Rochdale MP Simon Danczuk is to lead a Westminster Hall adjournment debate in Parliament today when he will attack the Government’s proposal to delay next year’s business rates revaluation.
Labour MP Danzcuk, who has a longstanding interest in the health of town centres and independent retailers in particular, described the plan as “daft”.
His intervention will come before Parliament debates the Growth and Infrastructure Bill, which includes the provisions to postpone the business rates revaluation until 2017.
Danzcuk said: “The Government say they want to give businesses stability, but the reality is they don’t want to announce changes to business rates in April 2015 that show rates going up in the South East compared to rates coming down in the North. This would accurately reflect rental values and represent the adjustment that’s needed.
“Instead, ministers are trying to saddle small northern businesses with high taxes based on 2008 values near the peak of the property boom for years to come.
“In my constituency commercial property values have fallen by as much as 40% and we need a rates review to make sure that taxes are set fairly.
“At the moment business rates are completely out of kilter with the reality on the ground and many businesses are being forced to close because of unfair, excessively high taxes.”
Adjournment debates are not binding on policy, but give Parliamentarians the opportunity to debate issues they regard as important. Because it is a Westminster Hall debate, a minister must attend – that is expected to be Minister for Local Government Brandon Lewis.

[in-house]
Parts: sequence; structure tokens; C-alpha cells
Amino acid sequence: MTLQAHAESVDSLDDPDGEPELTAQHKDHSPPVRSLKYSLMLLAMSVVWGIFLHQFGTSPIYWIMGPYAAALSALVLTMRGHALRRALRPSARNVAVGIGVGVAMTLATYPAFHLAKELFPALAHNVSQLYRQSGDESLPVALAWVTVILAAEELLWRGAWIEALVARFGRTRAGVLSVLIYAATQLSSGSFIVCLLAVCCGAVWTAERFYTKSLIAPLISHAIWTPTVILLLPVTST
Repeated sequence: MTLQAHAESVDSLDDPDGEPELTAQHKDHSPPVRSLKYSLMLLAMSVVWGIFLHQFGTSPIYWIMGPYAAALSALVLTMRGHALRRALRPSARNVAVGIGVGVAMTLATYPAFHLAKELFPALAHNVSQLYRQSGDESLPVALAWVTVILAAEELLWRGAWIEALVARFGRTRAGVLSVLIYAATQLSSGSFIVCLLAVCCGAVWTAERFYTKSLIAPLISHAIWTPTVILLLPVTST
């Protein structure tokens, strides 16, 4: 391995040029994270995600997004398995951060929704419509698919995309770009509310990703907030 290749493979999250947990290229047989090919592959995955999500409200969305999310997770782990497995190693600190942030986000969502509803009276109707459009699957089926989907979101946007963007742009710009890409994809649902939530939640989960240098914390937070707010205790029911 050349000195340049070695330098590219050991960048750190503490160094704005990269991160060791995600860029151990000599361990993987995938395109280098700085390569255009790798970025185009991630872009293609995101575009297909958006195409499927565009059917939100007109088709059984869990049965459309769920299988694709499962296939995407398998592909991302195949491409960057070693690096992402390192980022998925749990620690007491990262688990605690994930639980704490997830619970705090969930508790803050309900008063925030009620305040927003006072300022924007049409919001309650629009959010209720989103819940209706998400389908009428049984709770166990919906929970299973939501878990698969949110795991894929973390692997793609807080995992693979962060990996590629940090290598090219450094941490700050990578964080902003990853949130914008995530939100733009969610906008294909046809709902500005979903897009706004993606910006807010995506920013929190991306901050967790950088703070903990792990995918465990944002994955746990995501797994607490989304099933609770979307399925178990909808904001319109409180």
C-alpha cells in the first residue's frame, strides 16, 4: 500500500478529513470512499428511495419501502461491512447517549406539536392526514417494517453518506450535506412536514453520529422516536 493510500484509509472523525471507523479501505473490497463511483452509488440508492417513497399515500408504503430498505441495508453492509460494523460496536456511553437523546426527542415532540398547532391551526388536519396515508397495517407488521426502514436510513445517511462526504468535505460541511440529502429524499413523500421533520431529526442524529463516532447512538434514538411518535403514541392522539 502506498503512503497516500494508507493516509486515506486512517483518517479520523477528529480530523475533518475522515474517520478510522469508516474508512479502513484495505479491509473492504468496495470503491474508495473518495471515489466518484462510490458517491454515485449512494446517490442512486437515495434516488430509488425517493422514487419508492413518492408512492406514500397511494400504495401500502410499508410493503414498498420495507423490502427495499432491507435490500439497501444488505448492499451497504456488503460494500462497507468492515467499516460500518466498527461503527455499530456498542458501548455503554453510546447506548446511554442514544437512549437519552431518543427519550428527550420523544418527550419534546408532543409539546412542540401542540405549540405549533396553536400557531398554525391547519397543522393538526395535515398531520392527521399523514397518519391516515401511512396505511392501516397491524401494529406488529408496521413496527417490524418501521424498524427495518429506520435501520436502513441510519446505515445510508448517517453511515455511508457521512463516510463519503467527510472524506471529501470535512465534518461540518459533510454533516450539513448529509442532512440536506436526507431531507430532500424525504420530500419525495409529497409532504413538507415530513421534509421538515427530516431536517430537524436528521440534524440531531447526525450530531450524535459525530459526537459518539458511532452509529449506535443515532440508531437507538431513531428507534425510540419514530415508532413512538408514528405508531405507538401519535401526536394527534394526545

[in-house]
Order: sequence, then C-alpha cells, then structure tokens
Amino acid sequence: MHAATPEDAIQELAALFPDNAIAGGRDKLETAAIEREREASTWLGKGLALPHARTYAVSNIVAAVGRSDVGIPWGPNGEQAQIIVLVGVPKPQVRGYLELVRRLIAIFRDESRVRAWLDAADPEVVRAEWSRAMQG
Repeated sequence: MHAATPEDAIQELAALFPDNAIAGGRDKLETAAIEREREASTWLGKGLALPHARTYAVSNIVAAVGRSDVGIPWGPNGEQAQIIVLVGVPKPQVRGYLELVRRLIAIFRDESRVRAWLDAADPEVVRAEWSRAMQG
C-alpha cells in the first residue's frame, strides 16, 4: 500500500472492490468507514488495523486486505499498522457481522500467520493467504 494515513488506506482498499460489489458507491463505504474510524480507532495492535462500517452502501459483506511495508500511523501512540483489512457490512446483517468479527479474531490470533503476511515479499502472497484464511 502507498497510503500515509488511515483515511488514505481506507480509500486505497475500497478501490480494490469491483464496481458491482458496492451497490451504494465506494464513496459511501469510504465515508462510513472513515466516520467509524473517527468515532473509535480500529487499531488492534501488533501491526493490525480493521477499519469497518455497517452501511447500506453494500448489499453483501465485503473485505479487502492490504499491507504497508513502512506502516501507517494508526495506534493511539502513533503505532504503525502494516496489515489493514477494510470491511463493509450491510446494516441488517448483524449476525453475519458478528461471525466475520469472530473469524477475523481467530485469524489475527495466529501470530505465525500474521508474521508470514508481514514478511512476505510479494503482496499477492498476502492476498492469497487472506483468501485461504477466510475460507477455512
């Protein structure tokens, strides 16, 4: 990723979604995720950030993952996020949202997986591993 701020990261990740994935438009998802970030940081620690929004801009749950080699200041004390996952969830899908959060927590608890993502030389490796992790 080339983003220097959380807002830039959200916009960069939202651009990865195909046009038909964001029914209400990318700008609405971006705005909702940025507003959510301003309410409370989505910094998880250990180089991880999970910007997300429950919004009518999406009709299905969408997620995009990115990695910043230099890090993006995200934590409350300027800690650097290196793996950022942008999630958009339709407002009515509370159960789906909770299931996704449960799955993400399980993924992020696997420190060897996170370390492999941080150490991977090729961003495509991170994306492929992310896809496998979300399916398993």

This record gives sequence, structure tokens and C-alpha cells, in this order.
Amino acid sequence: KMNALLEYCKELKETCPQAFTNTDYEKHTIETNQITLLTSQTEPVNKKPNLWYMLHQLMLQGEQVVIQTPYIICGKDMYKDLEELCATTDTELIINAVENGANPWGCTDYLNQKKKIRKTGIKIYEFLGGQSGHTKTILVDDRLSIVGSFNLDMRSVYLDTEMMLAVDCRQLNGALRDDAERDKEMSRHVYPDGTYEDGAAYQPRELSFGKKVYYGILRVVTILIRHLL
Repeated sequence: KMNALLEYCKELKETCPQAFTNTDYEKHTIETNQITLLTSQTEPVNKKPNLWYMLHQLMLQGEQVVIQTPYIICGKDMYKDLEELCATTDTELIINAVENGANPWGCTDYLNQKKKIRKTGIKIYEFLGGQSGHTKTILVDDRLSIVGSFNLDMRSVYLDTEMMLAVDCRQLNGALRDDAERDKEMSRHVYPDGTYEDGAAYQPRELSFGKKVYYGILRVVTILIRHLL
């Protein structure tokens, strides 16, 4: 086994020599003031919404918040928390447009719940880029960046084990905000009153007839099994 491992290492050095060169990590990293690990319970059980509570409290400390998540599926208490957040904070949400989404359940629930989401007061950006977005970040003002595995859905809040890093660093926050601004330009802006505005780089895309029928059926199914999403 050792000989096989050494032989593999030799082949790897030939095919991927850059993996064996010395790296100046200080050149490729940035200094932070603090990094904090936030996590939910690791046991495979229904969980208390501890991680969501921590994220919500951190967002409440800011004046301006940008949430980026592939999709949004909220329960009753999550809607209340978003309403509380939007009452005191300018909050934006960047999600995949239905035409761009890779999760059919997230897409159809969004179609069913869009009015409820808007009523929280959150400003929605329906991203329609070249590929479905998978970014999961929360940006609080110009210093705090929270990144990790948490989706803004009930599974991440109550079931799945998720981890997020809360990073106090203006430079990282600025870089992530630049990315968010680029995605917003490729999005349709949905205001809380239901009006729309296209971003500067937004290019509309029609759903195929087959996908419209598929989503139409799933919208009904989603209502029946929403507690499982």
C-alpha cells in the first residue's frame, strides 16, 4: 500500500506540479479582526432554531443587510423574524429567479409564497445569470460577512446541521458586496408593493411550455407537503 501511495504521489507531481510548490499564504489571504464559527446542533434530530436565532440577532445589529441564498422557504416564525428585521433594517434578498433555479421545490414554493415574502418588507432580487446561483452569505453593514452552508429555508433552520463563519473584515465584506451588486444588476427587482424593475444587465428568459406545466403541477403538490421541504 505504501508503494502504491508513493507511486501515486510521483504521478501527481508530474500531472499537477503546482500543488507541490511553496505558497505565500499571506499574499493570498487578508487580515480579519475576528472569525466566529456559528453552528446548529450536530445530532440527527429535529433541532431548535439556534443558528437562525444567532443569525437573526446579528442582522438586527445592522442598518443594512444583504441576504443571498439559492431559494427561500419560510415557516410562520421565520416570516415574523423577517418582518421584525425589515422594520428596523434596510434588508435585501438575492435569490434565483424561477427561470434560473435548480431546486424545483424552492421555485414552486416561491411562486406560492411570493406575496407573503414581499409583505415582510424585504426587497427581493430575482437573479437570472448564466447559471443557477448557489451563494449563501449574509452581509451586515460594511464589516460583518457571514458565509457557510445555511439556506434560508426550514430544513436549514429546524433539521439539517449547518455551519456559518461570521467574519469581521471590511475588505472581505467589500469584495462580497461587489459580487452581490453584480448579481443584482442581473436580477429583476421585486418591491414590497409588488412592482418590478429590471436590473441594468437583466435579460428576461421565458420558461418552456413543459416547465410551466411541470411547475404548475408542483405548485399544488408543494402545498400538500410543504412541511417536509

Retailers and property owners have criticised Government’s decision to postpone the revaluation of business rates from 2015 to 2017.
The British Property Federation said the move will lead to retailers continuing to pay business rates based on “top of the market 2008 rents” for a further two years.
The planned 2015 revaluation would have meant business rates being calculated at 2013 rateable values. Under the Government’s plans, the 2017 change will be calculated at 2015 rateable values, which are likely to be higher than 2013.
Brandon Lewis has argued that the move will avoid local shops facing “unexpected hikes” in their business rates bills over the next five years.